There is always a lot of discussion in the corporate world at the beginning of every year about what’s in store for the coming months, and for the HR profession, it is no different. LinkedIn recently published their predictions after surveying 5,000 talent acquisition professionals around the globe, probably one of the largest HR/talent surveys of its kind. But there have been many other predictions being offered, so we thought it would be a good idea to look at them all together and see whether there is any agreement on the key challenges.
The top four challenges from the LinkedIn survey are:
Nearly all the talent acquisition professionals felt that identifying soft skills in candidates is going to be the biggest challenge this year. Soft skills are the term used to cover personal qualities such as creativity, persuasion, collaboration, adaptability and time management, and they are indeed vital skills to have in the workplace. Creativity in particular, is a soft skill in high demand relative to its supply according to LinkedIn data, although you could argue that this is not something that LinkedIn would be able to readily identify. What is also not clear from the report is why soft skills are being heralded as this year’s big thing when arguably, they have always been a vital skill to have, and have always been hard to identify.
Soft skills are very difficult to assess and very few organisations have a formal assessment and measuring process for doing so. The priority therefore is finding ways to measure and assess candidates who possess these qualities, or at least the relevant ones for the role in question. Our Director, Suzannah Chapple, told us “Soft skills make or break a hire in the longer term and while assessing hard skills is relatively straightforward, hiring people just for their experience and tangible skills alone will not guarantee future success. It is essential that those tasked with selecting talent look far deeper than the CV, which is why we at Chapple always interview a candidate to ensure a mutual best-fit. Online assessments of soft skills have their place, but nothing can replace a skilled recruiter’s ability to drill down to the nub of a person and find out what makes them tick.”
Work flexibility received much attention in 2018 and it is increasingly easier to achieve thanks to rapid improvements in workplace technology. The challenge is not achieving flexibility necessarily, but rather helping the larger companies accept that it is possible to run a successful organisation while having employees in multiple locations, including in their own homes. There are many proven benefits to flexible working such as employee retention and engagement and it can even increase productivity.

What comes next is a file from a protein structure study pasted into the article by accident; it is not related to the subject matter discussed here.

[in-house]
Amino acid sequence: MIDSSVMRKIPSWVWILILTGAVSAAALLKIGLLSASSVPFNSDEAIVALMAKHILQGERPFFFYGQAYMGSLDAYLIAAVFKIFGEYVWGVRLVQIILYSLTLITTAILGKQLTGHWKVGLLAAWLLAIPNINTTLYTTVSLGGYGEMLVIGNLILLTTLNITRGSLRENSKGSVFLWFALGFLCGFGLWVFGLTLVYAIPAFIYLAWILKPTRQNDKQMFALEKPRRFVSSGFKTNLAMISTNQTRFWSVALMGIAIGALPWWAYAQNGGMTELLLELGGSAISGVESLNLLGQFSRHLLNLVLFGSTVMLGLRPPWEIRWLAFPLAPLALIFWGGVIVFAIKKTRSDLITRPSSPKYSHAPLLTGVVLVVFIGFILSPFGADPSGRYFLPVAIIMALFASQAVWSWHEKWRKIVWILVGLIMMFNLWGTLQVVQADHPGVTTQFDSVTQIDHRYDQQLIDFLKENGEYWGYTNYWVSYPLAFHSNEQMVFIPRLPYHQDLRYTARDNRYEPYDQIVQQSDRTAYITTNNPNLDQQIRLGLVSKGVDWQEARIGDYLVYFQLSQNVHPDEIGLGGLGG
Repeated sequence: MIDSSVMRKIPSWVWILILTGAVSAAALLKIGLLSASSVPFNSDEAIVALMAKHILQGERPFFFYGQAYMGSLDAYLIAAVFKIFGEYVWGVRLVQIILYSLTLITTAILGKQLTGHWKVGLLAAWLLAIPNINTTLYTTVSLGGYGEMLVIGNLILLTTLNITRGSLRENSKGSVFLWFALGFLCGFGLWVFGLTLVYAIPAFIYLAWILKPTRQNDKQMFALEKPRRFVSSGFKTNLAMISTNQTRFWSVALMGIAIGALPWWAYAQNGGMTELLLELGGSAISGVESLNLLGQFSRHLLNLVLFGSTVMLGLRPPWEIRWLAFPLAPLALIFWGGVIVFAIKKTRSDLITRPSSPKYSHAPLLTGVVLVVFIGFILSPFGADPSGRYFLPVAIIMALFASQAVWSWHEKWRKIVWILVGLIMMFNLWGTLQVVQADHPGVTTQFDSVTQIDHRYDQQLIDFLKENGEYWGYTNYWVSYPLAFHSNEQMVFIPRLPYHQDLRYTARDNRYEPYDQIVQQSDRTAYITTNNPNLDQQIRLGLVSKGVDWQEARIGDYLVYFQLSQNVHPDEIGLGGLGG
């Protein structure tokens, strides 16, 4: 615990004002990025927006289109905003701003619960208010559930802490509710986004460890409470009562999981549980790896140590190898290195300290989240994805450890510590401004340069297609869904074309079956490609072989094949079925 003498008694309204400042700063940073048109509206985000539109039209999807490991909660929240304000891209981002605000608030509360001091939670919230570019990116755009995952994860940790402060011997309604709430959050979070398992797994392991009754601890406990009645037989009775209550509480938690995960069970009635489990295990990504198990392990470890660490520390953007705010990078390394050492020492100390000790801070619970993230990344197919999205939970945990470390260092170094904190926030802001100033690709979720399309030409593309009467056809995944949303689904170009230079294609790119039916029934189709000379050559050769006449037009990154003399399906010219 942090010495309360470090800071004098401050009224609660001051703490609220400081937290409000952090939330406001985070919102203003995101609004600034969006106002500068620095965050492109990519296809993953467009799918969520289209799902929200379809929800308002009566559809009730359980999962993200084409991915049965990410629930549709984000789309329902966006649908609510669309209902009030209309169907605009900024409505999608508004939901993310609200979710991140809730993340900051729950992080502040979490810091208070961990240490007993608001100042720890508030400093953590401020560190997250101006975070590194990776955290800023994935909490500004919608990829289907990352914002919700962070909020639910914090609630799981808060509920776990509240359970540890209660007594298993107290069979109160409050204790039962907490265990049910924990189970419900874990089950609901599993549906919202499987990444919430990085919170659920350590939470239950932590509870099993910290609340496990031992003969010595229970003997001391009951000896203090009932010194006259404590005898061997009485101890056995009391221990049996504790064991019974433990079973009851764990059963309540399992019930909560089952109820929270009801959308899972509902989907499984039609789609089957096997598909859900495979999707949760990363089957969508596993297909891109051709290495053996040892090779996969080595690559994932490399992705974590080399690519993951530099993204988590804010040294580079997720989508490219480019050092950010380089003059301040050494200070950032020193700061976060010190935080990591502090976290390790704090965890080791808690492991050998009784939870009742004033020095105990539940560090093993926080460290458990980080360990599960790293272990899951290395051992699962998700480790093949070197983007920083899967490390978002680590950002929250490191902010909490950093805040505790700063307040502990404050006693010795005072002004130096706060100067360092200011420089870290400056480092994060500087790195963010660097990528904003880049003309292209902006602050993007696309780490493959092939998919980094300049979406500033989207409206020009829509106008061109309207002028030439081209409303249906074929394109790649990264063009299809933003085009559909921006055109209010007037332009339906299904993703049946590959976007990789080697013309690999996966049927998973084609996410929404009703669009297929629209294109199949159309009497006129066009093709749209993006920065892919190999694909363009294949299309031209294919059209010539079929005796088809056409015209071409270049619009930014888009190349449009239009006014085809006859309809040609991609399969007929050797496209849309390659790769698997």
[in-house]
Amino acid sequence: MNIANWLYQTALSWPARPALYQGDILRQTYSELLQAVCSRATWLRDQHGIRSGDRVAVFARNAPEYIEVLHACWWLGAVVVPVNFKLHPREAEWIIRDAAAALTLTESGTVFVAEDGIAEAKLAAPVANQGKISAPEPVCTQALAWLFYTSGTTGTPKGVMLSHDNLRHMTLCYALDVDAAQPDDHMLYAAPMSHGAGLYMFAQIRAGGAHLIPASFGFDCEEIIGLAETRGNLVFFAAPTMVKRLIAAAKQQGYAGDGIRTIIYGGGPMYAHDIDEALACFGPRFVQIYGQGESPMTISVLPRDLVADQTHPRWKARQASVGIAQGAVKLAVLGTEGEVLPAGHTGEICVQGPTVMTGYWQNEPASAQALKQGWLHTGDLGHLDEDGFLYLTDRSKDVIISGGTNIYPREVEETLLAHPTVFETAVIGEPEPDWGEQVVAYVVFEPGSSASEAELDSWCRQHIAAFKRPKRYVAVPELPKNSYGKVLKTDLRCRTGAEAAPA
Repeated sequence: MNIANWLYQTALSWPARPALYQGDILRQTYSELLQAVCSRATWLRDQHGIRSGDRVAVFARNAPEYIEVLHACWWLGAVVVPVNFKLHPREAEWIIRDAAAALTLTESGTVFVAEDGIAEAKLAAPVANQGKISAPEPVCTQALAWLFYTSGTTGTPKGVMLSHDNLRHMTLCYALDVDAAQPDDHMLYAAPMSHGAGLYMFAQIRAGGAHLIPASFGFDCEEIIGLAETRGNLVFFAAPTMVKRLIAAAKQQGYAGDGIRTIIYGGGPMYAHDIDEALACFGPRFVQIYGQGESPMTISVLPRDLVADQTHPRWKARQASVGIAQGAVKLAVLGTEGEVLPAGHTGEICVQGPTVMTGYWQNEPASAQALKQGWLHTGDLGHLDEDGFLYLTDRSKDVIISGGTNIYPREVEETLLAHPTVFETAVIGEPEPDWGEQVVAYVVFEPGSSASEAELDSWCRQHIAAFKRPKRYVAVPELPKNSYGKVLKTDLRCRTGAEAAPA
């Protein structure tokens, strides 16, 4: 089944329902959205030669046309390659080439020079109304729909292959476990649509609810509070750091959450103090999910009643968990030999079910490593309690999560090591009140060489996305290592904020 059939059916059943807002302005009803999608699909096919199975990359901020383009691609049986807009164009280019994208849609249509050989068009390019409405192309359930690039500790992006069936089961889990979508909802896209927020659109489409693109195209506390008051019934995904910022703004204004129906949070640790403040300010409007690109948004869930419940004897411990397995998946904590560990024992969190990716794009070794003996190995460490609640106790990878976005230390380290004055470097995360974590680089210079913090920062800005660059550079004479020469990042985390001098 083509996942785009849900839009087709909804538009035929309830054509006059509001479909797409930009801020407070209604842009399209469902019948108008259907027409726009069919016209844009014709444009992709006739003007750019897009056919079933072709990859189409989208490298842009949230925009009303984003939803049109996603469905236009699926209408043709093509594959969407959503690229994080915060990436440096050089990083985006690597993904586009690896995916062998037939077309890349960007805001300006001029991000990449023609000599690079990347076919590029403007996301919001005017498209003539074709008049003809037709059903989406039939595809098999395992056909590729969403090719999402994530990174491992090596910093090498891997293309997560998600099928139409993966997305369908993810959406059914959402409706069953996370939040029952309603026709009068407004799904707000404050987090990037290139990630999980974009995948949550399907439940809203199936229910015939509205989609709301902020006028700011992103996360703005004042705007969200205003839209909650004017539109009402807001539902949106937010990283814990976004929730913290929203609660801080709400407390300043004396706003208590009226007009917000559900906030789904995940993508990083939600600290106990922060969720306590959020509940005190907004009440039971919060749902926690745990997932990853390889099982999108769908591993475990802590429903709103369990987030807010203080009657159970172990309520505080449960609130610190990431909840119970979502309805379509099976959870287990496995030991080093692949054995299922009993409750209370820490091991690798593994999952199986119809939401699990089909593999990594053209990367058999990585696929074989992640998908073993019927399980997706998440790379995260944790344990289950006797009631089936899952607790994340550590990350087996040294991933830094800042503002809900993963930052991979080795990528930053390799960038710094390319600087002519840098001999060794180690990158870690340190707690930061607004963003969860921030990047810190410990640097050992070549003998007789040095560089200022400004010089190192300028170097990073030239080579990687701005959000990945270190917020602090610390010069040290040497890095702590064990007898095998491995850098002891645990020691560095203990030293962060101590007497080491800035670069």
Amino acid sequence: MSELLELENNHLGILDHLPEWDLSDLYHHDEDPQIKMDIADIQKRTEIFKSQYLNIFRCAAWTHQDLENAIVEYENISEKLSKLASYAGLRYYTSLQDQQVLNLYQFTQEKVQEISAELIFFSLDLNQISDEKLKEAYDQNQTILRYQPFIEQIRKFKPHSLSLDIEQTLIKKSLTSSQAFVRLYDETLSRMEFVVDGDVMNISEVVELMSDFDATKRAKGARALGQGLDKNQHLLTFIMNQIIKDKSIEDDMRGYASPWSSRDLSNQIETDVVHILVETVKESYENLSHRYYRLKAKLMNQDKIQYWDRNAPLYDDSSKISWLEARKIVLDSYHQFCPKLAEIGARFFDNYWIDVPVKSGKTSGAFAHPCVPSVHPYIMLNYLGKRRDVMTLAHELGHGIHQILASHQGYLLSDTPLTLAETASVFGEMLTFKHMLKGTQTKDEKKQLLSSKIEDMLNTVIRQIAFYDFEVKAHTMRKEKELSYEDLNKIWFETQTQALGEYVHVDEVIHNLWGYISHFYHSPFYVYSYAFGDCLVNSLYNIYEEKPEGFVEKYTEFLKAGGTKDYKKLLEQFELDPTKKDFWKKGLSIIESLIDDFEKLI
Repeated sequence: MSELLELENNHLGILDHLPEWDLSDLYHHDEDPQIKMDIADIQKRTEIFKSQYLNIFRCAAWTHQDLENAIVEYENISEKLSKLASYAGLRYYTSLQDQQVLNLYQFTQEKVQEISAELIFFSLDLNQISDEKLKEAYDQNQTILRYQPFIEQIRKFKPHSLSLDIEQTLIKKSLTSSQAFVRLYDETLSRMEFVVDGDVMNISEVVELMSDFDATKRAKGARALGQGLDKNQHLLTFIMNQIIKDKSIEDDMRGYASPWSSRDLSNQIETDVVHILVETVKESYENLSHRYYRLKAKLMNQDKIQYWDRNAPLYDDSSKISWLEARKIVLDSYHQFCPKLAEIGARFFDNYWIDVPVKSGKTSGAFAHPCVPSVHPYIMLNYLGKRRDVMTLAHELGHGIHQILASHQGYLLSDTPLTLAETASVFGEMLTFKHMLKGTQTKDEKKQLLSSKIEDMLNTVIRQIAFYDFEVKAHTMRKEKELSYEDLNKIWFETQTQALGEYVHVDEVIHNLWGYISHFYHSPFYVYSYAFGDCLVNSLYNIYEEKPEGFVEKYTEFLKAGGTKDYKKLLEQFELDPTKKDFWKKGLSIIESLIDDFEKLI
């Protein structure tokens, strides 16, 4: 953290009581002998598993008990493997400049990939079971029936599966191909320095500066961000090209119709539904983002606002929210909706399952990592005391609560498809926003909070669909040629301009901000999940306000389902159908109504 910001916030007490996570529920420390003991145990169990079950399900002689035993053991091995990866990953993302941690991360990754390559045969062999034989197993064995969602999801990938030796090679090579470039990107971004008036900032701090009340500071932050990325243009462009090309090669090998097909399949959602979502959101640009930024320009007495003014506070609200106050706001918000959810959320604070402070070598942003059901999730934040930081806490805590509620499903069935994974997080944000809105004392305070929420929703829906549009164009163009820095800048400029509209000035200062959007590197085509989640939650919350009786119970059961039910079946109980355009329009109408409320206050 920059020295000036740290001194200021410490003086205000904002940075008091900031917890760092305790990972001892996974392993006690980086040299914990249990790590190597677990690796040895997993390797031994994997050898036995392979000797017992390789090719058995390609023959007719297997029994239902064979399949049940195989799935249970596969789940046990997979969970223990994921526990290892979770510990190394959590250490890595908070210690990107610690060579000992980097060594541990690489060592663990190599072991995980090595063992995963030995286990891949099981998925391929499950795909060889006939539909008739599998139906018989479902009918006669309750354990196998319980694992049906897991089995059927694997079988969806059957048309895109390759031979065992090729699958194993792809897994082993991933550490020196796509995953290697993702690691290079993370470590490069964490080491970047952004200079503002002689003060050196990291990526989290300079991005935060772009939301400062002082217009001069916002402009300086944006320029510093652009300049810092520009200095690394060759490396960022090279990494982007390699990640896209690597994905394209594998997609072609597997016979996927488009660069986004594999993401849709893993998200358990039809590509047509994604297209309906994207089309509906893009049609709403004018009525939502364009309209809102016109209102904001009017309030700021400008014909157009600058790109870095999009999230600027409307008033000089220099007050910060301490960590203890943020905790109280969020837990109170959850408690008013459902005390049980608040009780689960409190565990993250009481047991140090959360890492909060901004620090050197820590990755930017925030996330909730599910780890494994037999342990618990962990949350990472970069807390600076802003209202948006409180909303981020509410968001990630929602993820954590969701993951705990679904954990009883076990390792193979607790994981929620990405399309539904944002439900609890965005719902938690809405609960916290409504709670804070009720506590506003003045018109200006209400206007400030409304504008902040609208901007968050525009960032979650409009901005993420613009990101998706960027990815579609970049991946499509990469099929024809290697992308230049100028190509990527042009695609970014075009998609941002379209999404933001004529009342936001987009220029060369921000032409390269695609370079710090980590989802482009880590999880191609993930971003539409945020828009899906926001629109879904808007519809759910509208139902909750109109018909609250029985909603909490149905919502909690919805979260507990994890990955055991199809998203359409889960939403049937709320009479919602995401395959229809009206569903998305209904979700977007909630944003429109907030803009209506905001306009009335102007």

Harassment is an issue that is hardly ever out of the news now, following so many years of silence. Management and HR teams have been galvanised into making sure that company harassment policies are clear, and anyone can call out harassment and discrimination as it happens. Encouragingly, as many as 75% of the talent professionals in the LinkedIn survey reported that they had already noticed positive changes in staff behaviour over the last two years.
The recent pay gap reporting legislation in the UK has highlighted the issue, but many companies are dragging their feet in taking the next step and promoting a policy of pay transparency, with only 27% of those surveyed already sharing salary ranges, according to a LinkedIn report. What is really interesting, is reading about the case studies of some US companies who decided to be completely open about their staff pay, after consultation with their staff. A great example is Buffer who publish all their actual salaries (not just ranges) on line, and within 30 days of first doing so, they received over twice as many applications as they had the previous month. The company uses internal surveys to check the popularity of the policy, and employees have responded positively, boosting trust and morale, and productivity in general.
There are many other trends and challenges for 2019 being discussed, and we list the main ones here with our view on their importance in the workplace.
One last area that hasn’t appeared on any list as being the next big thing, but according to most recent estimates, it is something that really needs to be taken into account. There are now around 12 million ‘HR technology’ companies currently operating in the US alone, employing more than 160 million people, (more than the population of Russia). The numbers suggest HR technology cannot be ignored when predicting the future role of HR.
We are now living in the time for which these predictions were intended. How many of these topics will come up again on the list of key trends and challenges of 2020? Can HR ever tick that ‘done’ box and move on to new challenges? Will the challenges remain the same, but their importance to HR change? Only time will tell!
At Chapple, we specialize in sourcing candidates in external and internal communications, HR, employee engagement, change and business transformation roles.
Contact us on 020 7734 8209 for more information about how we can help you find your next role, or indeed, find the right people for your business.